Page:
Govt mulling stronger laws to block Ponzi schemes

Written by ENS Economic Bureau | New Delhi | Updated: May 2 2013, 14:04pm hrs
UK SinhaSebi chief UK Sinha calls for a single regulator for collective investment schemes. (Reuters)
Market regulator Securities and Exchange Board of India (Sebi) will soon have wider powers to arrest illegal money raising activities as the government is convinced this is necessary.

Till it happens, Sebi chief UK Sinha said they were working extremely hard to ensure that savings of small investors are not put to risk.

In the backdrop of the national furore over the role of pyramid schemes that have repeatedly surfaced in various states to swindle lakhs of investors, the latest being in West Bengal, Sinha said there should be one regulator for monitoring collective investment schemes. The Indian

Express had reported on April 27 that the government was mulling an ordinance to expand the powers of Sebi.

His comments came on the sidelines of a seminar of Asia Pacific Region Committee of IOSCO, a global body of securities regulators in the city.

He said Sebi operates within tight limitations in its policing role. The two high profile cases that are being tracked by it are the Saradha group of companies and Sahara group. Declining to comment on specific cases, Sinha said, I will, however, like to assure you all that we are alive to the task given to us within our mandate. The Sebi Act while defining the type of collective investment schemes excludes a host of companies from its purview including chit funds, nidhis, non-banking financial companies, insurance and cooperatives. Sebi has asked the government to bring some of them under its regulatory purview.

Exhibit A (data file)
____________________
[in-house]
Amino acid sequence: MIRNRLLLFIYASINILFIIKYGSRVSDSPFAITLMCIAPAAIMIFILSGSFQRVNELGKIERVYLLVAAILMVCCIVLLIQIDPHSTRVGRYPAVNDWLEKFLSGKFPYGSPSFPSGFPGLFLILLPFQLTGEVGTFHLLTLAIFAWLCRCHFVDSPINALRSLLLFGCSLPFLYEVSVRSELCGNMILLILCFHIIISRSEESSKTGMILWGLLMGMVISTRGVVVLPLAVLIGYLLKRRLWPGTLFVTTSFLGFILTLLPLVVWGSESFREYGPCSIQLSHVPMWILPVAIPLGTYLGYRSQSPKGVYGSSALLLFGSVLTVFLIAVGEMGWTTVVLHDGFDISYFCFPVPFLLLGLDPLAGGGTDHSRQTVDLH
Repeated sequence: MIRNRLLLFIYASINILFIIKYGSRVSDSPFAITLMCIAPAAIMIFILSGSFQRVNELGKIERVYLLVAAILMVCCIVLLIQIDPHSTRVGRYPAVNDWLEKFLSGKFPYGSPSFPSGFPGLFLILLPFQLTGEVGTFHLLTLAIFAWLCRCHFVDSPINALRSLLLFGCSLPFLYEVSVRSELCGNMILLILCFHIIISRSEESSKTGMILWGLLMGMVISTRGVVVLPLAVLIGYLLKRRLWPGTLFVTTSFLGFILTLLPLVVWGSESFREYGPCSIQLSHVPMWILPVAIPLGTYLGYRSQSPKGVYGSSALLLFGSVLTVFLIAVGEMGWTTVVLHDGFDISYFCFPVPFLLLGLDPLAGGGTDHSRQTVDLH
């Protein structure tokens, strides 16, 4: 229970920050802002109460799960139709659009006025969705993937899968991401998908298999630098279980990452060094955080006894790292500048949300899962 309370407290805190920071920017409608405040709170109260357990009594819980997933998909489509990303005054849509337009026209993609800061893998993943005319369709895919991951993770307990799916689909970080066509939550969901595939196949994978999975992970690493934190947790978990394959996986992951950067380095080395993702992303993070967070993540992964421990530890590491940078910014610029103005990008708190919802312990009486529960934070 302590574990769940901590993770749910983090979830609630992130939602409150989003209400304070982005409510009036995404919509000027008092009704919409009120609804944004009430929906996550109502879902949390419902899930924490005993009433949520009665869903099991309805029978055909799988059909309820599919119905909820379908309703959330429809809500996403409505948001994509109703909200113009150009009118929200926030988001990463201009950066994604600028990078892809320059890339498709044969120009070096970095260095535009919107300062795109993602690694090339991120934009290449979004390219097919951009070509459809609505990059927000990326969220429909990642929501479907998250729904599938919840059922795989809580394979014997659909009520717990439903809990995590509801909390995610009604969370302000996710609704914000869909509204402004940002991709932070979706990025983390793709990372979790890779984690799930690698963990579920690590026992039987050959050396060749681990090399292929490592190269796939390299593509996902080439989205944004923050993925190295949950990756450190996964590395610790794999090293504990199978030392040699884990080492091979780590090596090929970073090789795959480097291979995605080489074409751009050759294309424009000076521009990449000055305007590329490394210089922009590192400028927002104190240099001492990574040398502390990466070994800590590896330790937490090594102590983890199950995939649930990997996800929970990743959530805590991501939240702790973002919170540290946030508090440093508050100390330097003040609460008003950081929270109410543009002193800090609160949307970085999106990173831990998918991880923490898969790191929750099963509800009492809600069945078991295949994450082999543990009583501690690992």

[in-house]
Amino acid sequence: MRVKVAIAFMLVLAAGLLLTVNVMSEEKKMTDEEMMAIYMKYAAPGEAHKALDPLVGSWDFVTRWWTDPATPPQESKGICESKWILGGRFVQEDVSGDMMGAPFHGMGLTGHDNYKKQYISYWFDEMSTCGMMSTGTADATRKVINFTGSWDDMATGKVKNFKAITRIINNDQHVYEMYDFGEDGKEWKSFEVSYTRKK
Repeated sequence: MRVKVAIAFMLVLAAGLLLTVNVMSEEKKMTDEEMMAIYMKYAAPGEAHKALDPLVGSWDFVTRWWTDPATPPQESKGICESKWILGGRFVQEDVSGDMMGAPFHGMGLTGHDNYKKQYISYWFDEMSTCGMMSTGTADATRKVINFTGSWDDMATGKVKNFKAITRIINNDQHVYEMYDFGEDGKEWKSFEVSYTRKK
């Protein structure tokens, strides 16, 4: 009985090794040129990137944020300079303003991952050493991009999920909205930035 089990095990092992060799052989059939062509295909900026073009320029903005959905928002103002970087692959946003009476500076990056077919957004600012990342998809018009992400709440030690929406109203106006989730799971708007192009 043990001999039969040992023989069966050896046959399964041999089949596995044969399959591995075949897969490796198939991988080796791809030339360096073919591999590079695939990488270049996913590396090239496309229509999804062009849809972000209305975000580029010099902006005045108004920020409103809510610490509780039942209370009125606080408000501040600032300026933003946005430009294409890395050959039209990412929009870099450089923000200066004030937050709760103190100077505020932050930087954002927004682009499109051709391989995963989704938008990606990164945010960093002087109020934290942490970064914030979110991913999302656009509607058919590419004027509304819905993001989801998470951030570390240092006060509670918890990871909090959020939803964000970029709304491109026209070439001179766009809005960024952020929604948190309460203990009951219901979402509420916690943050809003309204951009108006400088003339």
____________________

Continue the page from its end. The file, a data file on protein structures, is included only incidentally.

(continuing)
Sinha said the best model to handle the mischief that was possible in unregulated investment schemes is to bring them under a single regulator.

With the type of instances that have come to our notice there is a case for strengthening (laws). Our position is that ideally there should be one single regulator for the entire range of collective investment scheme such as nidhi funds or chit funds. He claimed this (single) regulator will have a very serious task at hand given the extent of the frauds.

Some of these issues figured at the three day meeting of the regulators too. The specific issues they considered were the steps required to protect investors from mis-selling of products in capital markets.

Later speaking about the measures Sebi would have preferred, he said they have forwarded amendments to sections of the Sebi Act. For example, whenever we impose penalties, we find it extremely difficult to collect them because the collection mechanism under Act is vastly different and inferior from the mechanism provided under the Income Tax Act or the Competition Commission Act, he remarked.

Working on ways to tackle regulatory arbitrage, says market regulator

New Delhi: Terming regulatory arbitrage as an emerging grey area, Securities and Exchange Board of India (Sebi) chairman UK Sinha on Wednesday said such inconsistencies need to be addressed for effective implementation of financial market regulations. Entities operating across jurisdictions of numerous regulators, within and outside the country, are trying to exploit a scenario that has emerged off late and can be called regulatory arbitrage, he said.